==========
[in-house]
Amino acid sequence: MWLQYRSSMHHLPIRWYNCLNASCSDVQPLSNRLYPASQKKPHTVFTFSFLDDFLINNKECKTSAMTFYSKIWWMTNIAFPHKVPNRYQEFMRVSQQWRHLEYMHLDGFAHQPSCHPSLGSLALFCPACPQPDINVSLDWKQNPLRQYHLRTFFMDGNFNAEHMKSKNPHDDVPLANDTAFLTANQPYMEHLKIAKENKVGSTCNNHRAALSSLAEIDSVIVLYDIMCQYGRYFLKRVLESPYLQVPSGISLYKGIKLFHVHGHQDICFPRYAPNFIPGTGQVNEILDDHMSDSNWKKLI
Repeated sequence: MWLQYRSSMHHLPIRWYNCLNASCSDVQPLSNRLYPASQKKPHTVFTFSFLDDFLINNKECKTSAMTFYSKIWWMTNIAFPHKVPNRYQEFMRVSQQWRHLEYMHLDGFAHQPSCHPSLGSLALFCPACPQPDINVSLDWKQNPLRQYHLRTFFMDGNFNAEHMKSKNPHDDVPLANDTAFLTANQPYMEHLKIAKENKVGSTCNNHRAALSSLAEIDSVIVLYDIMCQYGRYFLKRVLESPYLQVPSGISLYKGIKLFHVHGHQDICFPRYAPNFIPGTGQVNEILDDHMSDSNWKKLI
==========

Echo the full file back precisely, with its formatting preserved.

[in-house]
Amino acid sequence: MWLQYRSSMHHLPIRWYNCLNASCSDVQPLSNRLYPASQKKPHTVFTFSFLDDFLINNKECKTSAMTFYSKIWWMTNIAFPHKVPNRYQEFMRVSQQWRHLEYMHLDGFAHQPSCHPSLGSLALFCPACPQPDINVSLDWKQNPLRQYHLRTFFMDGNFNAEHMKSKNPHDDVPLANDTAFLTANQPYMEHLKIAKENKVGSTCNNHRAALSSLAEIDSVIVLYDIMCQYGRYFLKRVLESPYLQVPSGISLYKGIKLFHVHGHQDICFPRYAPNFIPGTGQVNEILDDHMSDSNWKKLI
Repeated sequence: MWLQYRSSMHHLPIRWYNCLNASCSDVQPLSNRLYPASQKKPHTVFTFSFLDDFLINNKECKTSAMTFYSKIWWMTNIAFPHKVPNRYQEFMRVSQQWRHLEYMHLDGFAHQPSCHPSLGSLALFCPACPQPDINVSLDWKQNPLRQYHLRTFFMDGNFNAEHMKSKNPHDDVPLANDTAFLTANQPYMEHLKIAKENKVGSTCNNHRAALSSLAEIDSVIVLYDIMCQYGRYFLKRVLESPYLQVPSGISLYKGIKLFHVHGHQDICFPRYAPNFIPGTGQVNEILDDHMSDSNWKKLI